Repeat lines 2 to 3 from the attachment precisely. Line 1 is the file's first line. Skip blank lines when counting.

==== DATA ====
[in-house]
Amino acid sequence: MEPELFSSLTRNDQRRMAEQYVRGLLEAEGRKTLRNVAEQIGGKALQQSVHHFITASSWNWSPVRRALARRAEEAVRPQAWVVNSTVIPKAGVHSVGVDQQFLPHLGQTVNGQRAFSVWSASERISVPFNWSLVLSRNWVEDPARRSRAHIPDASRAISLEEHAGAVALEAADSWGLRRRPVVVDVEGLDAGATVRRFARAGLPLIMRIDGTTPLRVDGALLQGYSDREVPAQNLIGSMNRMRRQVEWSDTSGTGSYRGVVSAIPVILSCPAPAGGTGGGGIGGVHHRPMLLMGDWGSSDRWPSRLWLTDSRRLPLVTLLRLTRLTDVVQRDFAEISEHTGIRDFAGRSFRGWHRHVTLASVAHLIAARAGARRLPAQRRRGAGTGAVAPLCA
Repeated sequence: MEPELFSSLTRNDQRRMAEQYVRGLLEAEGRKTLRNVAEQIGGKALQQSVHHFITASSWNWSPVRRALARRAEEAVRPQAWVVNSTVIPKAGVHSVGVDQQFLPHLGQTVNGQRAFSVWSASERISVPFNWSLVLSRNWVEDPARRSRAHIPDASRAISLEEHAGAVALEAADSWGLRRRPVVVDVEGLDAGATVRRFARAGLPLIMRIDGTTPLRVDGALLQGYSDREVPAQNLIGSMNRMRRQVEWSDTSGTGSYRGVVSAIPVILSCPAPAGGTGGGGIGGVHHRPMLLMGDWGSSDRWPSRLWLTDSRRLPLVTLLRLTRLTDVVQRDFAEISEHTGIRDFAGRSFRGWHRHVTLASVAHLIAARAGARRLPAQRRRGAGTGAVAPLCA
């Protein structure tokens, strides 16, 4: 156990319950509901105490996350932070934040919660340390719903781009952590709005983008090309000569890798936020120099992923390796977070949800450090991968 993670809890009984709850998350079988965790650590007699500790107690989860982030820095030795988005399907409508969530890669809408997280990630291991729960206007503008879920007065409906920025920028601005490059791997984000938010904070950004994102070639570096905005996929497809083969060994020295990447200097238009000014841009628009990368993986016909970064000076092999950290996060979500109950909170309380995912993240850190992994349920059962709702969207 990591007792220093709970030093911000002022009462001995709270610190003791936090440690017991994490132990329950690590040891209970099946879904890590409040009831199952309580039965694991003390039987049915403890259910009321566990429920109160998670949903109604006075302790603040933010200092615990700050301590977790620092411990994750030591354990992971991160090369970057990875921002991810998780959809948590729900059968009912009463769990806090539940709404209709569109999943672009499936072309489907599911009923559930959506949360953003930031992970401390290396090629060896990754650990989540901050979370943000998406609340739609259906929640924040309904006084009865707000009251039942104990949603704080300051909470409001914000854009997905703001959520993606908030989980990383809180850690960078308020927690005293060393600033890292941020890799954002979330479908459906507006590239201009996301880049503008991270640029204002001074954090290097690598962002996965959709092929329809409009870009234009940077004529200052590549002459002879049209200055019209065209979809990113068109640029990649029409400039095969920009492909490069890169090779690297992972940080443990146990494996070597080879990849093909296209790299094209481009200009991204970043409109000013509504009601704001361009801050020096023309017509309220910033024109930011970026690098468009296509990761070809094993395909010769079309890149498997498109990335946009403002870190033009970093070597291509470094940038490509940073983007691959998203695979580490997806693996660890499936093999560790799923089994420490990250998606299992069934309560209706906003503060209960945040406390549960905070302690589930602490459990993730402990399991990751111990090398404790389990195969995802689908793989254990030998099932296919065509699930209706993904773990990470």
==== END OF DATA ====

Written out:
Amino acid sequence: MEPELFSSLTRNDQRRMAEQYVRGLLEAEGRKTLRNVAEQIGGKALQQSVHHFITASSWNWSPVRRALARRAEEAVRPQAWVVNSTVIPKAGVHSVGVDQQFLPHLGQTVNGQRAFSVWSASERISVPFNWSLVLSRNWVEDPARRSRAHIPDASRAISLEEHAGAVALEAADSWGLRRRPVVVDVEGLDAGATVRRFARAGLPLIMRIDGTTPLRVDGALLQGYSDREVPAQNLIGSMNRMRRQVEWSDTSGTGSYRGVVSAIPVILSCPAPAGGTGGGGIGGVHHRPMLLMGDWGSSDRWPSRLWLTDSRRLPLVTLLRLTRLTDVVQRDFAEISEHTGIRDFAGRSFRGWHRHVTLASVAHLIAARAGARRLPAQRRRGAGTGAVAPLCA
Repeated sequence: MEPELFSSLTRNDQRRMAEQYVRGLLEAEGRKTLRNVAEQIGGKALQQSVHHFITASSWNWSPVRRALARRAEEAVRPQAWVVNSTVIPKAGVHSVGVDQQFLPHLGQTVNGQRAFSVWSASERISVPFNWSLVLSRNWVEDPARRSRAHIPDASRAISLEEHAGAVALEAADSWGLRRRPVVVDVEGLDAGATVRRFARAGLPLIMRIDGTTPLRVDGALLQGYSDREVPAQNLIGSMNRMRRQVEWSDTSGTGSYRGVVSAIPVILSCPAPAGGTGGGGIGGVHHRPMLLMGDWGSSDRWPSRLWLTDSRRLPLVTLLRLTRLTDVVQRDFAEISEHTGIRDFAGRSFRGWHRHVTLASVAHLIAARAGARRLPAQRRRGAGTGAVAPLCA